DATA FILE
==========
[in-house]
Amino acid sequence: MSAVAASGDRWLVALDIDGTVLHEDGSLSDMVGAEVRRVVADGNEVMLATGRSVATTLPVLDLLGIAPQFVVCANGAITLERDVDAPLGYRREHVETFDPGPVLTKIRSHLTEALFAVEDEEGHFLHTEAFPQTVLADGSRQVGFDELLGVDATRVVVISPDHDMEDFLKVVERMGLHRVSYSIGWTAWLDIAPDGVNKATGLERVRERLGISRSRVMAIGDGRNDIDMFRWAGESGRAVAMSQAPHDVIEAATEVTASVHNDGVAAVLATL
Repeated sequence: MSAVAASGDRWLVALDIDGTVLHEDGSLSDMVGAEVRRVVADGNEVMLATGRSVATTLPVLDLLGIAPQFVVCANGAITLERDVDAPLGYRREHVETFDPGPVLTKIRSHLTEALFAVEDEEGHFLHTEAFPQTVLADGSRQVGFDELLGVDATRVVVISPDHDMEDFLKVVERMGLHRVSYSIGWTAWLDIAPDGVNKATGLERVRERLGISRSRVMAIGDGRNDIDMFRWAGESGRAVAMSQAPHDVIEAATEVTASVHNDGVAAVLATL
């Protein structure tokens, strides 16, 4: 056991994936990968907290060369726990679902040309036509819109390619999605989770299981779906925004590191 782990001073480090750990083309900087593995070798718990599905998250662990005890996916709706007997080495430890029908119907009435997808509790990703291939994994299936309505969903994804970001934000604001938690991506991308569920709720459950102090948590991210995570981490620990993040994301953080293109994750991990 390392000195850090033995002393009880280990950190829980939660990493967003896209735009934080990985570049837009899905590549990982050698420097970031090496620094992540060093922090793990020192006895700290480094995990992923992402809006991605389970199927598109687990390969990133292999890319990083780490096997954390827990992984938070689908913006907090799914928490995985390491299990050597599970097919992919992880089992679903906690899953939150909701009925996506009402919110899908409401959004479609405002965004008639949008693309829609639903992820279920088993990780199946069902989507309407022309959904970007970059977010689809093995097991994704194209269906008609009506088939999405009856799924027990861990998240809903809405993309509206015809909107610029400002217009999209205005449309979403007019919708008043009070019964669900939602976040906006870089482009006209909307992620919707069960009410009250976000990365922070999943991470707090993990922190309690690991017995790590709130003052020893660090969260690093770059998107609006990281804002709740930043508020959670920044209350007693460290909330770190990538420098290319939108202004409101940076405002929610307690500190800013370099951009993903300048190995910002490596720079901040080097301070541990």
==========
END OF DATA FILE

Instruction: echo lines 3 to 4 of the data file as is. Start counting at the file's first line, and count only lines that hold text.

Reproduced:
Repeated sequence: MSAVAASGDRWLVALDIDGTVLHEDGSLSDMVGAEVRRVVADGNEVMLATGRSVATTLPVLDLLGIAPQFVVCANGAITLERDVDAPLGYRREHVETFDPGPVLTKIRSHLTEALFAVEDEEGHFLHTEAFPQTVLADGSRQVGFDELLGVDATRVVVISPDHDMEDFLKVVERMGLHRVSYSIGWTAWLDIAPDGVNKATGLERVRERLGISRSRVMAIGDGRNDIDMFRWAGESGRAVAMSQAPHDVIEAATEVTASVHNDGVAAVLATL
């Protein structure tokens, strides 16, 4: 056991994936990968907290060369726990679902040309036509819109390619999605989770299981779906925004590191 782990001073480090750990083309900087593995070798718990599905998250662990005890996916709706007997080495430890029908119907009435997808509790990703291939994994299936309505969903994804970001934000604001938690991506991308569920709720459950102090948590991210995570981490620990993040994301953080293109994750991990 390392000195850090033995002393009880280990950190829980939660990493967003896209735009934080990985570049837009899905590549990982050698420097970031090496620094992540060093922090793990020192006895700290480094995990992923992402809006991605389970199927598109687990390969990133292999890319990083780490096997954390827990992984938070689908913006907090799914928490995985390491299990050597599970097919992919992880089992679903906690899953939150909701009925996506009402919110899908409401959004479609405002965004008639949008693309829609639903992820279920088993990780199946069902989507309407022309959904970007970059977010689809093995097991994704194209269906008609009506088939999405009856799924027990861990998240809903809405993309509206015809909107610029400002217009999209205005449309979403007019919708008043009070019964669900939602976040906006870089482009006209909307992620919707069960009410009250976000990365922070999943991470707090993990922190309690690991017995790590709130003052020893660090969260690093770059998107609006990281804002709740930043508020959670920044209350007693460290909330770190990538420098290319939108202004409101940076405002929610307690500190800013370099951009993903300048190995910002490596720079901040080097301070541990």